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Depressed by fish

by Colman Fri Jan 18th, 2008 at 08:10:39 AM EST

The EU fisheries policy always makes me angry: it's insanely stupid, supporting local fishing industries in the short-term while pretty much guaranteeing the destruction of fish stocks in the long-term. The excuse given is that such-and-such a community depends economically on fishing. Well, then they're screwed when the stocks collapse, aren't they?

The basic problem is that there are too many industrial fishermen chasing too few fish.

Icelandic economist Thorvaldur Gylfason suggests a solution on VoxEU:

Technically, it would be a simple matter to fix these flaws. First, the determination of the TACs [Total Allowable Catches - quotas] needs to be taken out of the hands of politicians. This might be done by establishing an Open Market Fisheries Committee that would, for reasons analogous to the logic behind the independent apolitical authority of the Federal Reserve Open Market Committee in the United States or the ECB Governing Council, be vested with a broad mandate and broad powers to maximise the long-run profitability of fisheries for the benefit of the sole national owner.2,3 Second, the TACs need to be sold to fishing firms at market price or auctioned off to the highest bidder to ensure that the fishing rights land in the hands of the most efficient fishermen. Third, there needs to be free trade in quotas.
Not the sort of free-market solution I'm normally in favour of, but given how badly messed up the fishing industry is after decades of idiotic subsidies I'm afraid that only some pretty strong medicine is likely to help. Such a policy would need to be coupled with significant compensation in the form of retraining, local development funding and buyouts of boats and industries in order to make it even minimally politically acceptable.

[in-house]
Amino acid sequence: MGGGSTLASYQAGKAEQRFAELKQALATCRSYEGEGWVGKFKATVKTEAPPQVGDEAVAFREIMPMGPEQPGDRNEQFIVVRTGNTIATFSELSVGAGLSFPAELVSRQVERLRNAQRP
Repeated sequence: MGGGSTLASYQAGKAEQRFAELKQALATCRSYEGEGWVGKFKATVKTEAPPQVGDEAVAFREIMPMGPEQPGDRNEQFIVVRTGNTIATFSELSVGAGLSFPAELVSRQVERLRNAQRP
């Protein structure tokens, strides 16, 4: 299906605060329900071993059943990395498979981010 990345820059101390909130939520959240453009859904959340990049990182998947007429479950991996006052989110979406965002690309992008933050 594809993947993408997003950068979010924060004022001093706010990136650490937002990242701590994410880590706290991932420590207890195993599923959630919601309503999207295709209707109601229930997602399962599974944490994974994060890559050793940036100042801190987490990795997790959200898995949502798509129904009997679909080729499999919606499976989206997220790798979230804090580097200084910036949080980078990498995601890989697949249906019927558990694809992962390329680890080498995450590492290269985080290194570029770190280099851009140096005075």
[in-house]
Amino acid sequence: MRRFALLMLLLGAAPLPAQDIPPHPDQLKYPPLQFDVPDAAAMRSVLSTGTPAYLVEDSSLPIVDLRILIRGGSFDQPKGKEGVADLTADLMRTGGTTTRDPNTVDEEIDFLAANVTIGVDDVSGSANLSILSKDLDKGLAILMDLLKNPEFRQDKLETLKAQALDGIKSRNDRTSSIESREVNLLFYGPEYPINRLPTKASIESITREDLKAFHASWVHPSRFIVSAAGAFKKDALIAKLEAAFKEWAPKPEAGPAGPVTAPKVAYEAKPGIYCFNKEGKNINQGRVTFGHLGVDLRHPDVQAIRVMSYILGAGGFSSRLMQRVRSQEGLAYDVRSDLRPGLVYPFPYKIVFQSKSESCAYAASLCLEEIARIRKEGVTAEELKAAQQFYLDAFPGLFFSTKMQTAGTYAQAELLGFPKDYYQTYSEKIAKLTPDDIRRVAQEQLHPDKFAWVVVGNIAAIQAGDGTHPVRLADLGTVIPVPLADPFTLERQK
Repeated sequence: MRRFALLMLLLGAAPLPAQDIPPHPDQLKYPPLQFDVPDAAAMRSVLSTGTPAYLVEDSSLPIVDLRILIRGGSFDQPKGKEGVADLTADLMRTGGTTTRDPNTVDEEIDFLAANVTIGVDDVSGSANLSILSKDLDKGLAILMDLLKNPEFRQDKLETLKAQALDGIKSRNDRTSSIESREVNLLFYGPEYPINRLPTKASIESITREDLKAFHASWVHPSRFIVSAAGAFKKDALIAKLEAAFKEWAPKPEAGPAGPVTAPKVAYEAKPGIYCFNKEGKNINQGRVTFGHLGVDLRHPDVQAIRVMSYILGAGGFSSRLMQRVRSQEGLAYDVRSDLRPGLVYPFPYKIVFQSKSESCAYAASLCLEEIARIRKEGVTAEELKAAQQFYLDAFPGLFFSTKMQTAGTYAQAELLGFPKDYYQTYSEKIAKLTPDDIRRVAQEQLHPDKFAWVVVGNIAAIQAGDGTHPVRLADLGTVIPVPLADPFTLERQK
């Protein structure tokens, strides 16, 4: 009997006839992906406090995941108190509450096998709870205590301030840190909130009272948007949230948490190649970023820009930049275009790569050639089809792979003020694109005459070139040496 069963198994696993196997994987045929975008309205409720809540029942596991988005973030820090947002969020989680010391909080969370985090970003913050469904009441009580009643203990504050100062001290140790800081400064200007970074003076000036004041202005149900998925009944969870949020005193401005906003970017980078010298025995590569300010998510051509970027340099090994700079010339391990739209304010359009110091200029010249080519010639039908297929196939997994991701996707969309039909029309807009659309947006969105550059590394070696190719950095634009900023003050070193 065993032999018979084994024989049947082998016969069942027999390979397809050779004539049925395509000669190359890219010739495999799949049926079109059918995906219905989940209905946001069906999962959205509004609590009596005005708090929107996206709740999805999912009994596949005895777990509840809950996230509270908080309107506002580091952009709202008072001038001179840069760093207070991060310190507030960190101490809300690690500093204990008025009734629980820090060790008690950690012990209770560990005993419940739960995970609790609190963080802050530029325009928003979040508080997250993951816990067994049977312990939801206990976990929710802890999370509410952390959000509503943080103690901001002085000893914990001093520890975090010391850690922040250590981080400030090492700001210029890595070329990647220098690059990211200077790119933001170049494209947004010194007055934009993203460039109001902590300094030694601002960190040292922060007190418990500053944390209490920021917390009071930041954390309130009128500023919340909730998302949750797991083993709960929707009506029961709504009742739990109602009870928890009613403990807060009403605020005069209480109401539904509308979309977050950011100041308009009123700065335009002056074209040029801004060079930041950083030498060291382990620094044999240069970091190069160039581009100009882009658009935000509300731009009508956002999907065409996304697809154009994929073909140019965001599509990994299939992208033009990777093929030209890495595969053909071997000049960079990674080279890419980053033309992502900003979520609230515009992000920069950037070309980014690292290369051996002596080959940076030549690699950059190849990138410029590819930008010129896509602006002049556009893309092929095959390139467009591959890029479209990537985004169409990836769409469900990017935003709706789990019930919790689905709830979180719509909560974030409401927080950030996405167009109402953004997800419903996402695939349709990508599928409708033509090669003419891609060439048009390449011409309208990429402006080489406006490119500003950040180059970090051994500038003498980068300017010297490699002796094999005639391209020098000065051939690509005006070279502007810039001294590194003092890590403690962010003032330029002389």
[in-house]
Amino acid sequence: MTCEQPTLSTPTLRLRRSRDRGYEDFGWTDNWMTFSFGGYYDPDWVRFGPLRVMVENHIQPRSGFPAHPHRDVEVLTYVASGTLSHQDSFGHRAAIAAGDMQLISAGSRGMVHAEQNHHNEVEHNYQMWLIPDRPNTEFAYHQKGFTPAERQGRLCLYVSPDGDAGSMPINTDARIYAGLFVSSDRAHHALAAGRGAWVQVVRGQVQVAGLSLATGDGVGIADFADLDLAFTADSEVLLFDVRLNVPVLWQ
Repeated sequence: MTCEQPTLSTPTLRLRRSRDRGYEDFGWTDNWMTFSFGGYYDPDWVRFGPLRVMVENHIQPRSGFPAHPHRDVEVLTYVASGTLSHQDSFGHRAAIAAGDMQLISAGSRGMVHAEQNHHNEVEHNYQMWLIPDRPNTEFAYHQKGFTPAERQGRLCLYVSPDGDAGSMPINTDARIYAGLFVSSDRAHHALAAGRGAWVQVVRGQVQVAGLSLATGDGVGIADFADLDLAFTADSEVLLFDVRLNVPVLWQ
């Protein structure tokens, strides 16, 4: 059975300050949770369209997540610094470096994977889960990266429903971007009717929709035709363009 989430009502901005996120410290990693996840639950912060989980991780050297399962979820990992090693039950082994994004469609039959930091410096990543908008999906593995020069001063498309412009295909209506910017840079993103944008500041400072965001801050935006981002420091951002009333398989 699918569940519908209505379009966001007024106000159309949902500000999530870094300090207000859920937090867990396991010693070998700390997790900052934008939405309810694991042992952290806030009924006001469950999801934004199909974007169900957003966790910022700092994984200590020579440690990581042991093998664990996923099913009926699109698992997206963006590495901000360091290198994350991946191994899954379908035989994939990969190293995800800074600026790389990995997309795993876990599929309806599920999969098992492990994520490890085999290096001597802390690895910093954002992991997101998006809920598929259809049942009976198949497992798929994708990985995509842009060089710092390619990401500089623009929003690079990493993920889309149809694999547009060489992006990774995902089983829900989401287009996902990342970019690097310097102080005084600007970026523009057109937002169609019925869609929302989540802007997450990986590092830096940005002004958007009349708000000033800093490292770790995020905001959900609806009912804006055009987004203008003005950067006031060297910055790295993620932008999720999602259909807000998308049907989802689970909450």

Anyone got a better idea?

Fish for Friday.
by Colman (colman at eurotrib.com) on Fri Jan 18th, 2008 at 08:47:34 AM EST
If the EU-wide quota gets set at a meaningful level, it will make fresh fish a lot more expensive. It will probably still destroy lots of fishing sector jobs, but maybe in terms of actual money going to the fishing regions it would break even.

We have met the enemy, and he is us — Pogo
by Migeru (migeru at eurotrib dot com) on Fri Jan 18th, 2008 at 08:50:19 AM EST
Free trade in quotas needs to be limited as it matters where the fish is caught. You could set up a number of regional markets (North Sea, Baltic, Upper North Atlantic, Lower North Atlantic, East Mediterranean, West Mediterranean) and only allow inter-market trading through a gateway mechanism which ensures the total quota for various fish within the region remains constant.

You'd also need to include Norway, Iceland, Russia, and the North African countries.

The EU has experience in quota trading for milk, but for milk it does not really matter where the milk lake grows (or used to grow). Same for CO2 emissions trading, it does not really matter where CO2 is emitted.

It's different for fish, or ambient pollution.

by nanne (zwaerdenmaecker@gmail.com) on Fri Jan 18th, 2008 at 09:08:30 AM EST
I don't have time to do the research so I'll repeat stuff I have heard.

The US style of fishing quotas has failed - at least along the New England shores. They are depleting everything and seem to be unable to enforce meaningful quotas.

Canada was in a different position along the Grand Banks. That too was fished out, but there was a difference. The local fishermen tried to prevent the overfishing, eventually the scientists joined in. It was the government that did it in. The difference was the presence of foreign (European) factory ships.

Looking at the history of other places - this provided someone to blame - a focus for who is at fault (Perhaps conveniently ignoring the rise in technology and size of Canadian catches.) Currently Canada has some meaningful quotas within the 200 mile limit - i.e. No Cod fishing at all. Outside the 200 mile limit, but within the Grand Banks, no such help is forthcoming from other countries from what I understand.

My mother reported back form a recent trip to Newfoundland - Cod is being served in some restaurants - so the locals are not following fishing quotas.

Your idea of compensation is a delicate balancing act. I wouldn't necessarily rule out politicians. As Canada has seen, it is possible to get them to act too - though in our case "after the horses have been stolen".

aspiring to genteel poverty

by edwin (eeeeeeee222222rrrrreeeeeaaaaadddddd@@@@yyyyaaaaaaa) on Fri Jan 18th, 2008 at 09:28:07 AM EST